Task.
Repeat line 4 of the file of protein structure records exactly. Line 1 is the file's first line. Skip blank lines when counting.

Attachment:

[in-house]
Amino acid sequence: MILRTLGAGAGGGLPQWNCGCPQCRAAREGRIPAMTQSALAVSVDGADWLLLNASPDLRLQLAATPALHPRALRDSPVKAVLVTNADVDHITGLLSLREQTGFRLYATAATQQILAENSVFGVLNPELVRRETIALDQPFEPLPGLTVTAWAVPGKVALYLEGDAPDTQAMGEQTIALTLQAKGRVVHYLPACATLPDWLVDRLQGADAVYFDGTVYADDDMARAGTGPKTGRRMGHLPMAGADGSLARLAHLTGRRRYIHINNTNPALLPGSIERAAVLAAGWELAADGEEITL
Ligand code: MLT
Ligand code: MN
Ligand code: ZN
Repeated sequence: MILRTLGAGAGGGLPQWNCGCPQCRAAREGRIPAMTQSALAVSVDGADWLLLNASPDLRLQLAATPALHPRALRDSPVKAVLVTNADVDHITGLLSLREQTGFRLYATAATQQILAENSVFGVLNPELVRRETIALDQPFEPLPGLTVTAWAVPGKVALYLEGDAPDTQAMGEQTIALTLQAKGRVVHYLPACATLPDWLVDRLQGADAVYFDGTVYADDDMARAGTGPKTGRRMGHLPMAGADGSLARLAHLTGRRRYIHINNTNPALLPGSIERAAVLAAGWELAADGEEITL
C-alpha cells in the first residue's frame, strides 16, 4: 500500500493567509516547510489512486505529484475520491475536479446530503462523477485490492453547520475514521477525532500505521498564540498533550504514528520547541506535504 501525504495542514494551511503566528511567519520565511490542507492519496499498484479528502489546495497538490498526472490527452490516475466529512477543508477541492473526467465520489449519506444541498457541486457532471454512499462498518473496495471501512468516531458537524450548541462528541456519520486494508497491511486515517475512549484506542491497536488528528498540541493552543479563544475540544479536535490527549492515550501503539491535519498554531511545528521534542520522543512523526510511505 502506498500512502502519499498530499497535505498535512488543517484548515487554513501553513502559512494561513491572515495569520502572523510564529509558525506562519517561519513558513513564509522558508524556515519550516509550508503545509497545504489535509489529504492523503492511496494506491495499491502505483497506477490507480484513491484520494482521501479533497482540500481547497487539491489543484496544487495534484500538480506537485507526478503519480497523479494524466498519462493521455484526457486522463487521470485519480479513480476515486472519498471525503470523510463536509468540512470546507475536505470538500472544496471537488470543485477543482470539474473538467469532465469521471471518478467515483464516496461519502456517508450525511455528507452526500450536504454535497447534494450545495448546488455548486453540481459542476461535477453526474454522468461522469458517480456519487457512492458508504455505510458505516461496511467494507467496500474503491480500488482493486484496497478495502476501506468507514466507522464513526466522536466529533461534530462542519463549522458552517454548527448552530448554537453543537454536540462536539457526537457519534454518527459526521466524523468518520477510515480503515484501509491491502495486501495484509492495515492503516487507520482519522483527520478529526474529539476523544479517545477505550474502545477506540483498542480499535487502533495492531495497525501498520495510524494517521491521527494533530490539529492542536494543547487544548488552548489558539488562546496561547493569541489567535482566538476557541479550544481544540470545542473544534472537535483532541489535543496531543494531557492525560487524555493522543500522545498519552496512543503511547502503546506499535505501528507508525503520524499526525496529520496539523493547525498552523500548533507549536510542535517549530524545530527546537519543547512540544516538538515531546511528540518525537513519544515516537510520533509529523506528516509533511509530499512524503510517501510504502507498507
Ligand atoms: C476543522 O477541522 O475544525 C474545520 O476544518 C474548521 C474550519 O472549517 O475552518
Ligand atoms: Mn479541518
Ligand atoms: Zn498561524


Ligand code: MN